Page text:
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Macroeconomics 1st Edition Solutions Manual by Acemoglu

Instant download Macroeconomics 1st Edition Solutions Manual by Acemoglu. You don’t have to wait as you’ll be able to download the files immediately after placing your order. All chapters are included with all the questions and correct answers. Get the Macroeconomics 1st Edition Solutions Manual by Acemoglu today and start getting better grades.

Problems

  1. This chapter talks about means. The median is a closely related concept.  The median is the numerical value separating the higher half of your data from the lower half. You can find the median by arranging all of the observations from lowest value to highest value and picking the middle value (assuming you have an odd number of observations). While the mean and median are closely related, the difference between the mean and the median is sometimes of interest.
  2. Suppose country A has five families. Their incomes are $10,000, $20,000, $30,000, $40,000, and $50,000. What is the median family income in A? What is the mean income?
  3. Country B also has five families. Their incomes are $10,000, $20,000, $30,000, $40,000, and $150,000. What is the median family income in B? What is the mean income?
  4. In which country is income inequality greater, A or B?
  5. Suppose you thought income inequality in the US had increased over time. Based on your answers to this question, would you expect that the ratio of the mean income in the US to the median income has risen or fallen? Explain.

Answer:

  1. We can find the mean by summing the observations and dividing by the number of observations. So the mean income in Country A is ($10,000 + $20,000 + $30,000 + $40,000 + $50,000) / 5 = $30,000. The median income is the income of the family in the middle of the income distribution. The median income in Country A is $30,000. Two families have income below $30,000 and two have income above $30,000.
  2. A similar argument shows that the mean income in Country B is ($10,000 + $20,000 + $30,000 + $40,000 + $150,000) / 5 = $50,000. Median income in B is $30,000; as in Country A, two families have income below $30,000 and two have income above $30,000.
  3. Income inequality is higher in Country B. The highest income family in Country B earns $150,000, 60% of the total income in that country. The highest income family in A earns $50,000, just 33% of total income in A. We found that the median income in the two countries was the same but the mean income was very different. Means will be heavily influenced by extreme values such as the incomes of the very wealthy; median income is less sensitive to extremes. Economists sometimes use the ratio of the mean to median income in a country as a rough measure of income inequality; higher values of this ratio reflect greater inequality.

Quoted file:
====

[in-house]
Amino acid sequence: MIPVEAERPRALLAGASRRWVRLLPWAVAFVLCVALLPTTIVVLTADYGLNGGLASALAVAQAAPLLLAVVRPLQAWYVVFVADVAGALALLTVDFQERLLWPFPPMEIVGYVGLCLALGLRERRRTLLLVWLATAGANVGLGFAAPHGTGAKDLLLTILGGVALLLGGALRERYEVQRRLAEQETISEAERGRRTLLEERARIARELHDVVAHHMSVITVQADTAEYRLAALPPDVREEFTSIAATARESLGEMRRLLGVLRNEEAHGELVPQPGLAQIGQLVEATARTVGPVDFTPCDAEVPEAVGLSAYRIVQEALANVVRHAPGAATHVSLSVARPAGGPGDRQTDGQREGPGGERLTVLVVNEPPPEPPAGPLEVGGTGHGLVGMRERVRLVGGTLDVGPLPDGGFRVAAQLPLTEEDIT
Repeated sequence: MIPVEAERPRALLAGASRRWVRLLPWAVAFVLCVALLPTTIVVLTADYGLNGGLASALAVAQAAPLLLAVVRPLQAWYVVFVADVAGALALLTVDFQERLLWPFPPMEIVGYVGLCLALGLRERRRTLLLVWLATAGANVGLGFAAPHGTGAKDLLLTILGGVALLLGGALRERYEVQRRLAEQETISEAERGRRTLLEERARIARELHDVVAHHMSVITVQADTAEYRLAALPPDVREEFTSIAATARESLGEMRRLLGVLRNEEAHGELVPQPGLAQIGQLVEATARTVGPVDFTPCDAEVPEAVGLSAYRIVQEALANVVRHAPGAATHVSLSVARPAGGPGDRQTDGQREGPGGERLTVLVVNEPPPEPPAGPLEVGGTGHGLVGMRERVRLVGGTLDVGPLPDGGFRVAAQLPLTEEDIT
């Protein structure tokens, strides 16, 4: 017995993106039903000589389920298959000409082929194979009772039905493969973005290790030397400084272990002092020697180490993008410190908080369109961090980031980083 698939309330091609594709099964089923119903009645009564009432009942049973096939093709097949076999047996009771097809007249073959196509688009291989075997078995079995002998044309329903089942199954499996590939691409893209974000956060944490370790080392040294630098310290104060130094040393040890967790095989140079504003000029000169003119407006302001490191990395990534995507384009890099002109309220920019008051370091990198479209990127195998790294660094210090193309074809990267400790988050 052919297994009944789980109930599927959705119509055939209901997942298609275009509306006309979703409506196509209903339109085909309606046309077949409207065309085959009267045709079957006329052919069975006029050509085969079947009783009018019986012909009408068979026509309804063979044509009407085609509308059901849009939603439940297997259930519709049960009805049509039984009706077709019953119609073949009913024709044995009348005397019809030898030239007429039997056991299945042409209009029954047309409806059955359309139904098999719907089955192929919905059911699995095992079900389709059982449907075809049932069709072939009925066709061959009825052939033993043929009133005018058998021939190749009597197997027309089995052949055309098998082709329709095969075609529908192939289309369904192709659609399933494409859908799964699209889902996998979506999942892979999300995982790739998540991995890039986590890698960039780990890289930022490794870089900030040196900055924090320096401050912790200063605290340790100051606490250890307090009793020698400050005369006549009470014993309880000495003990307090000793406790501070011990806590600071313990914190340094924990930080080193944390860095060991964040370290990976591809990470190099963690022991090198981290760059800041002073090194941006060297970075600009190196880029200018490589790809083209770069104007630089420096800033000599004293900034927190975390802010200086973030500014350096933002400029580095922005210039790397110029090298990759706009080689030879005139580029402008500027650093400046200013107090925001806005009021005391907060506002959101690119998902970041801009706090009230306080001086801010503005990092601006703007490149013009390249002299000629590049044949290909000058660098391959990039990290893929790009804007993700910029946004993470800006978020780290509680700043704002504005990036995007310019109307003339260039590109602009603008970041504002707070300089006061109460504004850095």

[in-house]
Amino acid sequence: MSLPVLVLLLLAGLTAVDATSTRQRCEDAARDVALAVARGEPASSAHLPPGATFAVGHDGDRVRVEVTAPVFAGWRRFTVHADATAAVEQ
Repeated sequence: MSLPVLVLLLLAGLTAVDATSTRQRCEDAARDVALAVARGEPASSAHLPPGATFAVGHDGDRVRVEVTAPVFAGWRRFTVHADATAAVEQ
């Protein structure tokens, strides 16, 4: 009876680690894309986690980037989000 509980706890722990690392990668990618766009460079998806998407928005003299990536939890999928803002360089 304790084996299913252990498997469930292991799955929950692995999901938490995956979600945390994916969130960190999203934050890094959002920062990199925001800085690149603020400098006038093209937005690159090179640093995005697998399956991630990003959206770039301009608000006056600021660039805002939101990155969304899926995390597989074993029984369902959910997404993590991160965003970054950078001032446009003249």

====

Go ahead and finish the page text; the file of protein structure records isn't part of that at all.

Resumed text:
4. You should expect to find that the ratio of the mean to median income has risen. As we argued above, the mean is more sensitive than the median to the incomes of the very wealthy.
  5. Consider the following situation: your math professor tells your class that the mean score on the final exam is 43. The exam was scored on a total of 100 points. Does this imply that you, too, scored poorly on the exam?

Answer: The mean is an average value of a set of observations. Although the mean score is representative of the values in the set of observations, a single value (for example, your exam score) could be very different from the mean. These ‘outliers’ could skew the mean toward being lower or higher than most of the other observations. So, it could be possible that you scored higher than, say 75, but your classmates’ lower scores pulled the value of the mean downward.

  1. This chapter stressed the importance of using appropriate samples for empirical studies. Consider the following two problems in that light.
  2. You are given a class assignment to find out if people’s political leanings affect the newspaper or magazine that they read. You survey two students taking a political science class and five people at a coffee shop. Almost all the people you have spoken to tell you that their political affiliations do not affect what they read. Based on the results of your study, you conclude that there is no relationship between political inclinations and the choice of a newspaper. Is this a valid conclusion? Why or why not?
  3. Your uncle tells you that the newspaper or magazine that people buy will depend on their age. He says that he believes this because, at home, his wife and his teenage kids read different papers. Do you think his conclusion is justified?

Answer: